Education – for the benefit of the students

Students in conversation outside the European Commission
Students in conversation outside the European Commission © European Commission © EC

The EU has built up a considerable reputation for encouraging student mobility in life-long learning. At university, students can take part in educational programmes such as Erasmus. Created in 1987 and since used by over 3 million students, this mobility programme has become a real symbol of Europe. A bilateral agreement makes it possible for young Swiss people to take part in and benefit from the whole range of activities offered by the different exchange and mobility programmes.

As of January 1st 2014, one single new programme covers the previous education and youth programmes of the EU. Named “Erasmus+”, it has a higher budget than the previous programme to reach nearly 14.7 billion euros for a 6 year period from 2014 – 2020. Aside from activities encouraging the mobility of students, young people in companies, teachers or trainers, this programme supports cross-border collaboration of various projects and promotes the participation of all kind of organisations that are active in the areas of education, higher learning institutions, vocational training and youth. 

Subject to an association agreement currently being negotiated, Switzerland’s participation in the Erasmus+ programme would allow it to participate actively in European debates on education, in particular through sharing its experience in the field of vocational and professional education and training.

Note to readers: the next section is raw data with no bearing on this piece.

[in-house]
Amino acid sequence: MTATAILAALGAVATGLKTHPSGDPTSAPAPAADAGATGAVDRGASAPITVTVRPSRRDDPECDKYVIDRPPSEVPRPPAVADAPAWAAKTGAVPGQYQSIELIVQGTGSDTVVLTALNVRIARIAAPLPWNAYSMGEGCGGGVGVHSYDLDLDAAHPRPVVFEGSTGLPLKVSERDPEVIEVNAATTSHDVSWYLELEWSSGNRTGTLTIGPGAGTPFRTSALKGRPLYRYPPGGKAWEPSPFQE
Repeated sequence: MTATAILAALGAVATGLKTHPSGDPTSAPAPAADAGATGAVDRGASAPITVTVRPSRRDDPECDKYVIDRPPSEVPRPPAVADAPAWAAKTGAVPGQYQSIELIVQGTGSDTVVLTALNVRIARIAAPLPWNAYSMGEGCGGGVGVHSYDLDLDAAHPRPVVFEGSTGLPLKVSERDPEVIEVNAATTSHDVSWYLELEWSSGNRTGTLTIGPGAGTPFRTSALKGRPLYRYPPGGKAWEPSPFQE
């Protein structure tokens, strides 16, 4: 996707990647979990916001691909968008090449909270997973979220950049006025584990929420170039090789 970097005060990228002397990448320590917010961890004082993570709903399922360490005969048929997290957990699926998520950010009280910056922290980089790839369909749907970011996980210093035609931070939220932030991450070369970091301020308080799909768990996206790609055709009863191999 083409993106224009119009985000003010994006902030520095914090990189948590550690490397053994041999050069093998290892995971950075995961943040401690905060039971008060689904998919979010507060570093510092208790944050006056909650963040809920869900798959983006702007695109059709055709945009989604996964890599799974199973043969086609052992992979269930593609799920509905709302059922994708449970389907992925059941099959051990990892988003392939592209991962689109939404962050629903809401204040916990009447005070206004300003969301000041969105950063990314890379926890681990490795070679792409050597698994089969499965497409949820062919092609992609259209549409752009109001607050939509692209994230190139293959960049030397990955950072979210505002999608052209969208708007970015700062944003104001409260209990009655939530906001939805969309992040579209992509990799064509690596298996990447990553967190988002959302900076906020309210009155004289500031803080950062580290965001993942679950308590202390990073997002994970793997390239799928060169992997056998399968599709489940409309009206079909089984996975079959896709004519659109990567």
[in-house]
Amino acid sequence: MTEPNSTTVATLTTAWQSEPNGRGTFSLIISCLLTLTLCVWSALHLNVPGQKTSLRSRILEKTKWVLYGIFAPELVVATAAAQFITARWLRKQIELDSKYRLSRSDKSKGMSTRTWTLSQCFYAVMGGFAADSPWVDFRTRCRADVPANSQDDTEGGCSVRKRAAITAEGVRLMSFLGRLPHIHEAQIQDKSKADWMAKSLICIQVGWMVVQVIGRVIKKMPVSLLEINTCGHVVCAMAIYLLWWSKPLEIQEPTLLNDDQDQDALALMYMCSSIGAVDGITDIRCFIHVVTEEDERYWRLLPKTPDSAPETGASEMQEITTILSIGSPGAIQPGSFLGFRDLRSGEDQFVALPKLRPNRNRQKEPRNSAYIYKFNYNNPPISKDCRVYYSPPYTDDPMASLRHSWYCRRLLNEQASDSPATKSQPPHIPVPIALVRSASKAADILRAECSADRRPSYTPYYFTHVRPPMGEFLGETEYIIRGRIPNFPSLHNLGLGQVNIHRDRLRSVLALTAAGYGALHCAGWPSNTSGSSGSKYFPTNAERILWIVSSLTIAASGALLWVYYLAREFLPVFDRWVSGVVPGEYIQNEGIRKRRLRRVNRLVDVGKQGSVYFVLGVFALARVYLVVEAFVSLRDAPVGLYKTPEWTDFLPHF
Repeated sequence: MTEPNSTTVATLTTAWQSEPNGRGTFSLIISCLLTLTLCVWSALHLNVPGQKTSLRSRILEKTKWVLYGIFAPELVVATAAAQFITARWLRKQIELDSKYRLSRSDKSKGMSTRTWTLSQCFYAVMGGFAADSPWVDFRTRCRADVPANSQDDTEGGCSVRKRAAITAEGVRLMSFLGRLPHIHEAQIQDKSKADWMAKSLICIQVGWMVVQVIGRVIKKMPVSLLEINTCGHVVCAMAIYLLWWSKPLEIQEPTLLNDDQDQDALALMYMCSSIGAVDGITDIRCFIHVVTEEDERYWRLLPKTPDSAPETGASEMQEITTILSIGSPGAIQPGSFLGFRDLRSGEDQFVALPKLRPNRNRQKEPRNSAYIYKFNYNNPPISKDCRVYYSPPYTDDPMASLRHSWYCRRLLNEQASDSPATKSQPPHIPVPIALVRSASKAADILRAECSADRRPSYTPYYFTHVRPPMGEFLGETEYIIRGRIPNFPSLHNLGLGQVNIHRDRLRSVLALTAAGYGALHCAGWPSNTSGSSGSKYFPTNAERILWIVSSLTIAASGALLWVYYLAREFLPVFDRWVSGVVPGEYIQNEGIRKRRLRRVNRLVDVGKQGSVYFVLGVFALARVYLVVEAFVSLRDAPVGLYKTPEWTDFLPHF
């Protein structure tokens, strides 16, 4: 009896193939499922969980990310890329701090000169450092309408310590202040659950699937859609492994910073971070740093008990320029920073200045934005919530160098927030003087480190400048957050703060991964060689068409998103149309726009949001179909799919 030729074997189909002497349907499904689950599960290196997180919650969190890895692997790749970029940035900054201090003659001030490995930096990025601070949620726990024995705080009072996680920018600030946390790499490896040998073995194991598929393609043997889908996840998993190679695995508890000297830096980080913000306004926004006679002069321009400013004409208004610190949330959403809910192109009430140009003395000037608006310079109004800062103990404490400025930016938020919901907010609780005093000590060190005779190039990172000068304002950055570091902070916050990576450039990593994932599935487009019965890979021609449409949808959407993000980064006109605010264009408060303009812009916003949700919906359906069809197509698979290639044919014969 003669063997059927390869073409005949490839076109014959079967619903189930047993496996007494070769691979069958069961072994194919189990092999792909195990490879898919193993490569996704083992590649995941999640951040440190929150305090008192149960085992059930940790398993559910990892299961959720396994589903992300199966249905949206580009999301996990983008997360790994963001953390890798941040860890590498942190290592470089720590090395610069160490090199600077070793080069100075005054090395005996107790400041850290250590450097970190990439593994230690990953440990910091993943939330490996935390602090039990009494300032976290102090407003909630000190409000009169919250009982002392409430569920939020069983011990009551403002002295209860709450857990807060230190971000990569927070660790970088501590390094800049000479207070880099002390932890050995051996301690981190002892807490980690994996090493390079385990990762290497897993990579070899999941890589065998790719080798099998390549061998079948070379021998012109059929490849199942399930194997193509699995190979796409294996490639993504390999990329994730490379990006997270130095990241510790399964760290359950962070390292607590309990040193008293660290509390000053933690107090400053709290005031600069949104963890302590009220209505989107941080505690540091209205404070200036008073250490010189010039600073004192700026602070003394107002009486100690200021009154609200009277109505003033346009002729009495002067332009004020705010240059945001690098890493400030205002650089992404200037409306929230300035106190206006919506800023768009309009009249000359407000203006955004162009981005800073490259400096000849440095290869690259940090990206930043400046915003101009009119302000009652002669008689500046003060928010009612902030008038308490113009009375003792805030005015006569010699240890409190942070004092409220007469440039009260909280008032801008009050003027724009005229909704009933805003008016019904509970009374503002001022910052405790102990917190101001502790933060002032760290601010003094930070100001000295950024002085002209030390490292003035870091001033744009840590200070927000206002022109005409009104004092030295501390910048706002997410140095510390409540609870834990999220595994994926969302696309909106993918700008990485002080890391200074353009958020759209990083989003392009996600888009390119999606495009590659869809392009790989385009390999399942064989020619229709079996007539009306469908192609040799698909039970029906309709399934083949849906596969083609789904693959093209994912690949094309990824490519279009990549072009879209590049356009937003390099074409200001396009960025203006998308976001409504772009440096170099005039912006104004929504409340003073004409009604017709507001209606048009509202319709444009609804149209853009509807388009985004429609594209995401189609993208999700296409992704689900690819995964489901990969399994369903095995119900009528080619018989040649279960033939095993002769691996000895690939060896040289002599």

Bilateral agreements on education, vocational training and youth

After a long period of indirect participation, Switzerland has officially taken part in the EU education and youth programmes since 2011, thanks to a bilateral agreement. Under education, for example, 2,814 Swiss students went on an Erasmus exchange programme in 2011. In 2012 a large number of school pupils, teachers, apprentices and adults took part in exchanges through the Comenius, Leonardo da Vinci and Grundtvig programmes. Many young Swiss people aged between 13 and 30 took part in programmes or set up their own projects that help boost their awareness of being part of an intercultural Europe.

On 9 February 2014, Swiss voters adopted the popular initiative “Against Mass Immigration”. The EU responded by suspending the ongoing negotiations on Swiss association to Erasmus+. The Federal Council examines the question of the possibilities of a future Swiss participation in the successor programme of Erasmus+ as of 2021.